*Take a mathematical look at your blog stats. Compare what posts generated excellent traffic to those that did not. Extrapolate and use the results to improve your stats next year. (I was looking at a picture of Albert Einstein right before I wrote this post.)
*Make a list of the writing books and/or business tools you’d like the Beneficent Mr. Hall to stuff under your tree. Of course, he’ll probably only stuff those goodies under my tree. But hey, you can ask.

*Clean your desk, work space, cubbyhole, whatever or wherever you work. You’ll start the new year with an organized perspective. (And you’ll probably be shocked at what you find amongst the mess. Well, I assume you’ll be shocked. My desk hasn’t looked that clean and organized since I took that picture a couple years ago. But I never said I take care of all my business.)

November Writing Advice: Not Just for NaNo Anymore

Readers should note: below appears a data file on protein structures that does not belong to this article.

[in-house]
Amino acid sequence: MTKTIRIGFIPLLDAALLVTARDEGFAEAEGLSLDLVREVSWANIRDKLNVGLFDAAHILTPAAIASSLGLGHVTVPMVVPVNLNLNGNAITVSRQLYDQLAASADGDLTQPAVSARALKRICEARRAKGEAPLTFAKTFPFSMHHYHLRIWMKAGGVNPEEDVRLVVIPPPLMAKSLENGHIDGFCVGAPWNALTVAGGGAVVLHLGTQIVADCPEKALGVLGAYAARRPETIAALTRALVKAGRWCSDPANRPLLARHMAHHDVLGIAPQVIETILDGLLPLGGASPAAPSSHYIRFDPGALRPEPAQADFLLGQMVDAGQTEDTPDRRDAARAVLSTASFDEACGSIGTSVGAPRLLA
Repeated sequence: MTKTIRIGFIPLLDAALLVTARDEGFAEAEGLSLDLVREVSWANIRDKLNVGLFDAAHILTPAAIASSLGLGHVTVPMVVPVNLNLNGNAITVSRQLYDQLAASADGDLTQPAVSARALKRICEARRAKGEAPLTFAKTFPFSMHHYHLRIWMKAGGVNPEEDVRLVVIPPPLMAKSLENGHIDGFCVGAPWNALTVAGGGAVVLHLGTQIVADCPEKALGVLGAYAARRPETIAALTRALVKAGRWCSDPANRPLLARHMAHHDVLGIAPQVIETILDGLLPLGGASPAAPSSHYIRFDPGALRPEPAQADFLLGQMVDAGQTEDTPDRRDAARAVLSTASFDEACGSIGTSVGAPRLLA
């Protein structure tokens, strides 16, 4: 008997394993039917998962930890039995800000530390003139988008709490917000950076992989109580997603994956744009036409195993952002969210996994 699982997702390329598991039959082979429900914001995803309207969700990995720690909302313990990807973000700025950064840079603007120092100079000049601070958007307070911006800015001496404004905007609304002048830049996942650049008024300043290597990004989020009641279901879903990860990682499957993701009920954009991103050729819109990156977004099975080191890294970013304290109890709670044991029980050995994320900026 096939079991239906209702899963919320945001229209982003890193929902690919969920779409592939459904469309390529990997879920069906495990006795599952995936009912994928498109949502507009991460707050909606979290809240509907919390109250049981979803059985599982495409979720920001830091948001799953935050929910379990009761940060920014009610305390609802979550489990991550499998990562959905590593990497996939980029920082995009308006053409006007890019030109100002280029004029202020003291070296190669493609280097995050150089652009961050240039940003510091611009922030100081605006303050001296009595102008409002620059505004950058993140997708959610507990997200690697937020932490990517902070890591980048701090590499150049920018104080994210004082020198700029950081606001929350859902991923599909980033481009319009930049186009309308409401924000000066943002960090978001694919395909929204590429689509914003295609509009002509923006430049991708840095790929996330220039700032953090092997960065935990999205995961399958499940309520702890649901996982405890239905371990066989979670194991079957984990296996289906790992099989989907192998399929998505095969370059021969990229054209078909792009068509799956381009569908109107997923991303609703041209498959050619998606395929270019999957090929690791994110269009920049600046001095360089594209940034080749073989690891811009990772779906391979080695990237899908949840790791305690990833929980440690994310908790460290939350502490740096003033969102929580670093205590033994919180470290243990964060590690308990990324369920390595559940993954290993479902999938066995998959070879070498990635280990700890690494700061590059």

So, I know that hordes of writers are out there, busily pounding out their 1,569 words today so they can make their National Novel Writing Month goal of 50,000 words. Kudos to y’all!

And kudos to all y’all who may be a NaNo writer like me. Maybe you’ll make 45,000 words. Maybe you’ll forget to actually sign up. Maybe you’ll manage to pound out only 1500 words. Doesn’t make you any less of a writer. (It does, however, leave you with an awful lot of manuscript to finish.) You might be the kind of writer who could use a little extra inspiration and some serious writerly advice. Go here.